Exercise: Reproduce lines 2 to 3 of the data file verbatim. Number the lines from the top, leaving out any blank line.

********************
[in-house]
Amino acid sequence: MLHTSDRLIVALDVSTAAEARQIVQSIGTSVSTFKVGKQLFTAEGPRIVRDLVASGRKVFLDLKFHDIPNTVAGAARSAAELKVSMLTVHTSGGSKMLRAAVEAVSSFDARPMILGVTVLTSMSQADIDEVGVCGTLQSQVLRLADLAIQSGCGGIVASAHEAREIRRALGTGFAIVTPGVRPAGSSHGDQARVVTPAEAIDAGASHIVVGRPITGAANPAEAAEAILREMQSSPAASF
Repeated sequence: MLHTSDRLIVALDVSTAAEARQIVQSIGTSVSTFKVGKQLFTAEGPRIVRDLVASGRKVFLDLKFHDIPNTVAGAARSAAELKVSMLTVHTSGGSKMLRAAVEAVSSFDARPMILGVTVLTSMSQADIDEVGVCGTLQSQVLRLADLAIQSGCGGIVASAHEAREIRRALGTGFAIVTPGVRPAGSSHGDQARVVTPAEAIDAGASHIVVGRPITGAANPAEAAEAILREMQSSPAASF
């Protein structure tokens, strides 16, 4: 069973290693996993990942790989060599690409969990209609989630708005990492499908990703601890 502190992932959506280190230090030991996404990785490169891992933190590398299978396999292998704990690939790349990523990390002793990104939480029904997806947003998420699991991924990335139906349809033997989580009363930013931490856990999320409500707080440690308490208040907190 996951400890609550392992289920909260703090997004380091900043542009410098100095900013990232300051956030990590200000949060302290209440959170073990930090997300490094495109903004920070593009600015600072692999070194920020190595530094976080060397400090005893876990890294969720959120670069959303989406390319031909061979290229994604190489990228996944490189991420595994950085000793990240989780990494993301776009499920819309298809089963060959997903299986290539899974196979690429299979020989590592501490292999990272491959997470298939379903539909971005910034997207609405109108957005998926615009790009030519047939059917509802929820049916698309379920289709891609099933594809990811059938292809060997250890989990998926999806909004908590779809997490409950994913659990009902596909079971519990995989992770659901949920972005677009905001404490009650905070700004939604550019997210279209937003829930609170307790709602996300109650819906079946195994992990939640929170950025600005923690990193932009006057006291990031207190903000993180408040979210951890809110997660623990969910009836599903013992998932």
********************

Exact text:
Amino acid sequence: MLHTSDRLIVALDVSTAAEARQIVQSIGTSVSTFKVGKQLFTAEGPRIVRDLVASGRKVFLDLKFHDIPNTVAGAARSAAELKVSMLTVHTSGGSKMLRAAVEAVSSFDARPMILGVTVLTSMSQADIDEVGVCGTLQSQVLRLADLAIQSGCGGIVASAHEAREIRRALGTGFAIVTPGVRPAGSSHGDQARVVTPAEAIDAGASHIVVGRPITGAANPAEAAEAILREMQSSPAASF
Repeated sequence: MLHTSDRLIVALDVSTAAEARQIVQSIGTSVSTFKVGKQLFTAEGPRIVRDLVASGRKVFLDLKFHDIPNTVAGAARSAAELKVSMLTVHTSGGSKMLRAAVEAVSSFDARPMILGVTVLTSMSQADIDEVGVCGTLQSQVLRLADLAIQSGCGGIVASAHEAREIRRALGTGFAIVTPGVRPAGSSHGDQARVVTPAEAIDAGASHIVVGRPITGAANPAEAAEAILREMQSSPAASF